Mark Martin's Sprint Cup season is at a crossroads - and it's only the fifth race of the year.

Going into Sunday's Food City 500 at Bristol Motor Speedway, Martin's #5 Hendrick Motorsports Chevrolet is 35th in owners points. The top 35 cars in the owners standings are guaranteed starting spots each week.

Instead of being a fixture in the top twelve and positioning himself for a spot in the Chase for the NASCAR Sprint Cup, Martin is battling to stay in the top 35.

"The main goal is to get back up on our feet," said Alan Gustafson, Martin's crew chief. "I feel that we've been kicked down a lot in the beginning of this season, and we have to turn that around. We need to have solid finishes. Well, first we need to finish."

Martin has two DNFs in his first four races - 40th-place finishes at Fontana and Las Vegas.

"Nothing we're doing - as far as setup, speed, pit stops - has been wrong," he said. "We've been doing everything right. We just haven't finished a race due to the two engines and the tire at Atlanta. So it's hard to say that we need to change what we're doing, because I don't believe that's the truth. We just need to start getting the finishes we deserve."

Martin finished 31st and was running at the finish at Atlanta, completing 316 of 330 laps. He is off to the worst start of his Cup career, which began in the early '80s. His recipe for turning his season around is a simple one.

"The first goal is to finish a race - the complete distance on the lead lap. That's the first one. No matter where we finish," he said. "Instead of trying to shoot the lights out, we really just need to complete the distance and continue to build our communications with Alan.. Hopefully we'll start getting consistent finishes and results."

Martin has two wins and 21 top-ten finishes at Bristol in 40 races but has one top-10 finish in his past 12 starts at the .533-mile track. His victories came in 1993 and 1998.
Five to watch:
Denny Hamlin, #11:
Bristol has been a little track of horrors for Hamlin.. Last March, he had the lead for the green-white-chequered restart but a fuel-pickup problem stalled the car as he took the green flag. He finished sixth. In March 2007, Hamlin finished 14th after leading 177 laps before a fuel-pickup problem stalled him on a restart with less than 20 laps to go.
Ryan Newman, #39:
Newman has struggled mightily this year and is 32nd in points. He has an all-or-nothing record at Bristol. In 14 races, he has six finishes in the 30s and seven finishes in the top 10. His lone top five, a second, was in August 2004.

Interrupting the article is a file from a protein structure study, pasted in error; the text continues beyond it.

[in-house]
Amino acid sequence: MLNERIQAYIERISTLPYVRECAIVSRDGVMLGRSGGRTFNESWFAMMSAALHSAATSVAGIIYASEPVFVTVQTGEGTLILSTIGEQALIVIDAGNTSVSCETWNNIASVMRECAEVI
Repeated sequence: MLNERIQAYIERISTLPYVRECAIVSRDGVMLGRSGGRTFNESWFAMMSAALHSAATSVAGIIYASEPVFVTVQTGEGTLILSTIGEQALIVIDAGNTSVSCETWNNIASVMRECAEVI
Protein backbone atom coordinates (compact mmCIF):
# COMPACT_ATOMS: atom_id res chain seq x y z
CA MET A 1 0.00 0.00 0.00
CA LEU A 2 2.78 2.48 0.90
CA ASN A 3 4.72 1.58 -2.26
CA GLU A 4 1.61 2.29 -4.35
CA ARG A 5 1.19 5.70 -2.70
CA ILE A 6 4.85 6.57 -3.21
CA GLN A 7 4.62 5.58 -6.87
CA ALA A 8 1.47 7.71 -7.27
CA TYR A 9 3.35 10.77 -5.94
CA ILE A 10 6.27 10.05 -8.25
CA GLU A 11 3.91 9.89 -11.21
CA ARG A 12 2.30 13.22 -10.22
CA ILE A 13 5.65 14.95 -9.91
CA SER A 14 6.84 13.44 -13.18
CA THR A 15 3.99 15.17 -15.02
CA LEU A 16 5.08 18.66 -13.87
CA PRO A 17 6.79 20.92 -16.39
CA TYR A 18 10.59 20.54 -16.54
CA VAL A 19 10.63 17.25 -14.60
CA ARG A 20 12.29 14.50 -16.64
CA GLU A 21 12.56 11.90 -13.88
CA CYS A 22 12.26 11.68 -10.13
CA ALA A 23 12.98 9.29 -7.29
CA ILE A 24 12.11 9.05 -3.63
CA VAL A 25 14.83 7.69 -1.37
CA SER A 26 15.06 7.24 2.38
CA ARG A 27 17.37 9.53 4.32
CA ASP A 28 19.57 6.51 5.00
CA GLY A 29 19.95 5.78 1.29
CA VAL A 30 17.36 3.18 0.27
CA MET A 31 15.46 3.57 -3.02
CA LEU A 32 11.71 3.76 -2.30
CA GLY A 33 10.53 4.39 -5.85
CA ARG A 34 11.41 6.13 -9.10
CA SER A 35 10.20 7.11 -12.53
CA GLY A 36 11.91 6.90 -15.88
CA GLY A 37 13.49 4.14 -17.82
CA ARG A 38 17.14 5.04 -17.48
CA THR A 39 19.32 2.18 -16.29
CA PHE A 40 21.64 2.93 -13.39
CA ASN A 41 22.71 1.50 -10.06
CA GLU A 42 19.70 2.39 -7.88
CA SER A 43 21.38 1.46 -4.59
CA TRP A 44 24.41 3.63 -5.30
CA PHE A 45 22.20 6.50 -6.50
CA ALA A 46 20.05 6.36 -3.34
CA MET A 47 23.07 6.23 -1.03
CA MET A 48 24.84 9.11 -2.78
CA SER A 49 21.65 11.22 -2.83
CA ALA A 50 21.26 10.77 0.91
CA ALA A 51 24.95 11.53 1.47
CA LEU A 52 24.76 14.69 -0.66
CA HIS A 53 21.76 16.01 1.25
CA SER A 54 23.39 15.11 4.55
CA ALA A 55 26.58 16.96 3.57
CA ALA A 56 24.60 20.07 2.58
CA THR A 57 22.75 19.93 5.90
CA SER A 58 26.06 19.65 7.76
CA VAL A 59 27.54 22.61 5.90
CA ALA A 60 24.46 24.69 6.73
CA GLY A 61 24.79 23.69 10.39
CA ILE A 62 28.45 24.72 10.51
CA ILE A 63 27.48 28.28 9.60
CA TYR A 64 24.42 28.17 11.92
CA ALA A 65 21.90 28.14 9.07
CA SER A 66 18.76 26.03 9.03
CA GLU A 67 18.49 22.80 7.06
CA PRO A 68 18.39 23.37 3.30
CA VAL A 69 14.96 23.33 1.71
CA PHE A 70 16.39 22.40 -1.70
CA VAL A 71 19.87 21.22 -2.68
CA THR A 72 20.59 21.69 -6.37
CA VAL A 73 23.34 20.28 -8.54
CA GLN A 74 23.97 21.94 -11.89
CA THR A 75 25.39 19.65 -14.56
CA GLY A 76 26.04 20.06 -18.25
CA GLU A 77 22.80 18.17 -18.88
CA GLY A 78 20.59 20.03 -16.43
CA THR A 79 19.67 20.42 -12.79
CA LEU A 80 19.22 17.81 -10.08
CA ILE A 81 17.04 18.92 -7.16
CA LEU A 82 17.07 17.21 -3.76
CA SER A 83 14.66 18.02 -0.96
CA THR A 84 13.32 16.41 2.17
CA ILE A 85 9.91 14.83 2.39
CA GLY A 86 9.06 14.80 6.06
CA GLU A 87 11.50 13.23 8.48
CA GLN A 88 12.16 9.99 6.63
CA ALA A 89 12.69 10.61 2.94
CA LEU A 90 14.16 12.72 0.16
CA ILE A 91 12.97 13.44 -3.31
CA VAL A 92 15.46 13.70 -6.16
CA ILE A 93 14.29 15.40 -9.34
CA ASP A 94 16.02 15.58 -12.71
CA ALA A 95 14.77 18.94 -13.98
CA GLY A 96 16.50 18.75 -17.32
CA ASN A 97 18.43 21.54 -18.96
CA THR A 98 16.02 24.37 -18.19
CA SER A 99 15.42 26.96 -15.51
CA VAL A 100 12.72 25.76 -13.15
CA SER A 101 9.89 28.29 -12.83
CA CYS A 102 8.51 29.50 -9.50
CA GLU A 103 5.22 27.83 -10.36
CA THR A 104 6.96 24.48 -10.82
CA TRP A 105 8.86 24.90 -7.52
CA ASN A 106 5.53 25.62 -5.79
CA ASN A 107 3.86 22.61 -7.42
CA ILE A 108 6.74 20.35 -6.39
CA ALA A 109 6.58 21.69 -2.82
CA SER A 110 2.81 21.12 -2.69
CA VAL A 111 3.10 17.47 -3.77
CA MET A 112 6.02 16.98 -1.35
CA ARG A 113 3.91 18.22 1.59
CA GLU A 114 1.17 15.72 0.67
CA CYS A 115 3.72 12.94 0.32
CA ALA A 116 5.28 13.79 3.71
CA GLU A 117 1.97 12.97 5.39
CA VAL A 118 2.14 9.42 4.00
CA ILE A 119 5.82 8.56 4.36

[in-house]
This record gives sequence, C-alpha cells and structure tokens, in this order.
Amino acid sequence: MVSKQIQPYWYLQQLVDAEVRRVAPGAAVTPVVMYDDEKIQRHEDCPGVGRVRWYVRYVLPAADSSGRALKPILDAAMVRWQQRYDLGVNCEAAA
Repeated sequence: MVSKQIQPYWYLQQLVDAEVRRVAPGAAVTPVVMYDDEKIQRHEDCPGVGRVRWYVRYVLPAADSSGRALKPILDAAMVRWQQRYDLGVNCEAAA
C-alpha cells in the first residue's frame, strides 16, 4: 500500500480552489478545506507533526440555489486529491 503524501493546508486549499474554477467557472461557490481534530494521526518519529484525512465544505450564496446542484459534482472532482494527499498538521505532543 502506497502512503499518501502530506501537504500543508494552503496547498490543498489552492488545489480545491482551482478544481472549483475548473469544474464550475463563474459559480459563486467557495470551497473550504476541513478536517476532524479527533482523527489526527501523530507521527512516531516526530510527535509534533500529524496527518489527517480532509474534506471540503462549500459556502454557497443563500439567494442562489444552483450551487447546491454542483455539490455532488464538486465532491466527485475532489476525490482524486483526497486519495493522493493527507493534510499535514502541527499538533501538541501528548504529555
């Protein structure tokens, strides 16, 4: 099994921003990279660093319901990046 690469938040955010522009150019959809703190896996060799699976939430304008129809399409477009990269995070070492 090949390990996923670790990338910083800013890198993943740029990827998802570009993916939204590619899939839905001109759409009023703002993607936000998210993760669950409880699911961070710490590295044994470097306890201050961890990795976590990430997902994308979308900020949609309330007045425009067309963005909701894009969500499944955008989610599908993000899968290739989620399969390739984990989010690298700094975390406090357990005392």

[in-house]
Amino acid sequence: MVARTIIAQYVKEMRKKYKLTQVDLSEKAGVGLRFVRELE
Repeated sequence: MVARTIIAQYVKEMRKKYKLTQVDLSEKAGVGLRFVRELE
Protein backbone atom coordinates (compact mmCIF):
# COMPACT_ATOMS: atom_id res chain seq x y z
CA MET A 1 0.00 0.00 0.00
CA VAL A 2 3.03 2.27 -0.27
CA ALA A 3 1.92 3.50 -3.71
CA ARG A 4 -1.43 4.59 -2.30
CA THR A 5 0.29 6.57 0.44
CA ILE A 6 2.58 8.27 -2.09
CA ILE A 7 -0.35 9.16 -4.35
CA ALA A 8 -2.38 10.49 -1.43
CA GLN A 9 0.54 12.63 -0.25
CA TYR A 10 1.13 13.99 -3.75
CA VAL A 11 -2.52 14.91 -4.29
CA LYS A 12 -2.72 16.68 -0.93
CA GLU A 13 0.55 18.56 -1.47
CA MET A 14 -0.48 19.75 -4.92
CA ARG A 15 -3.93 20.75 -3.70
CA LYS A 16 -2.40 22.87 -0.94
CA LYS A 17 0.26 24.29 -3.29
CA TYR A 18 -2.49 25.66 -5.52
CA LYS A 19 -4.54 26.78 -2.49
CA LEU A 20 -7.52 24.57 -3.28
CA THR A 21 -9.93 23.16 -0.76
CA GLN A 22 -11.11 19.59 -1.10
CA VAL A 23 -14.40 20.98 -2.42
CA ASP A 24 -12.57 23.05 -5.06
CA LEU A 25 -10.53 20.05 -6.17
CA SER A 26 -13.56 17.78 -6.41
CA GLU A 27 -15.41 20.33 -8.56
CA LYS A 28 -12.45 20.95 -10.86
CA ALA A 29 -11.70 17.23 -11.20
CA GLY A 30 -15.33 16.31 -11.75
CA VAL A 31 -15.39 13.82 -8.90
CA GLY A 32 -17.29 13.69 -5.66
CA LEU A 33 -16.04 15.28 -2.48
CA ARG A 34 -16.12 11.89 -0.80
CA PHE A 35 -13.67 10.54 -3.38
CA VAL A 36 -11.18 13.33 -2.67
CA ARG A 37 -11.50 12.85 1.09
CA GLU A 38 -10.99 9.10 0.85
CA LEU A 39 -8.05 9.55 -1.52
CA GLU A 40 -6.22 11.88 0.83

Jimmie Johnson, #48:
Johnson has eight short-track wins but none at Bristol, where he has one top 10 in his past seven races (23.4 average finish). He is 13th in points. Only once in his career has Johnson been outside the top 10 after five races, and that was last year (13th).
Brian Vickers, #83:
Vickers is riding a streak of three straight top 10s that has moved him from 40th after the Daytona 500 to 11th in points. He has yet to master, Bristol, though. In nine races, his best finish was 12th four years ago, and his average finish is 25.7.
Dale Earnhardt Jr., #88:
Junior has a solid record and Bristol and needs to stay the course to continue moving up the points standings (he's 24th). The last time he finished outside the top 20 at Bristol was eight years ago, and in the 15 races since, he has 10 top 10s, including seven top fives and one win.
Track chatter:
Donnie Wingo, crew chief for Jamie McMurray:
"It's all about track position and being able to avoid the wrecks that always seem to take place. You'll see a lot of teams taking chances on pit road this weekend with two tires or fuel-only stops; basically whatever teams feel they need to do in order to gain track position. You must be up at the front at the end of the race in order to get a decent finish."
Tony Eury Jr., crew chief for Dale Earnhardt Jr.:
"The spotter is real critical. You've got to make moves quick at Bristol--they almost have to be spur of the moment and a lot of times the reaction of your driver, if you wait on your spotter to tell your driver to move, well, most of the time it may be too late. Your driver has to pay good attention, be looking in the mirrors and know his surroundings to try to take care of it. The spotter is just up there for a little bit of help. The biggest thing is to have your driver be aware of what's going on."
Kurt Busch, a five-time winner at Bristol:
"As far as the strategy behind my success, I learned from the very first race that you have to be around at the finish to do well at Bristol. It really is a situation of surviving the first 400 laps - keeping the fenders on the thing and staying out of the wall. Then, if you're in good shape after four-fifths of the race, it's time to really get down to business during the final 100 laps."

by Bill Marx/Sporting News

 

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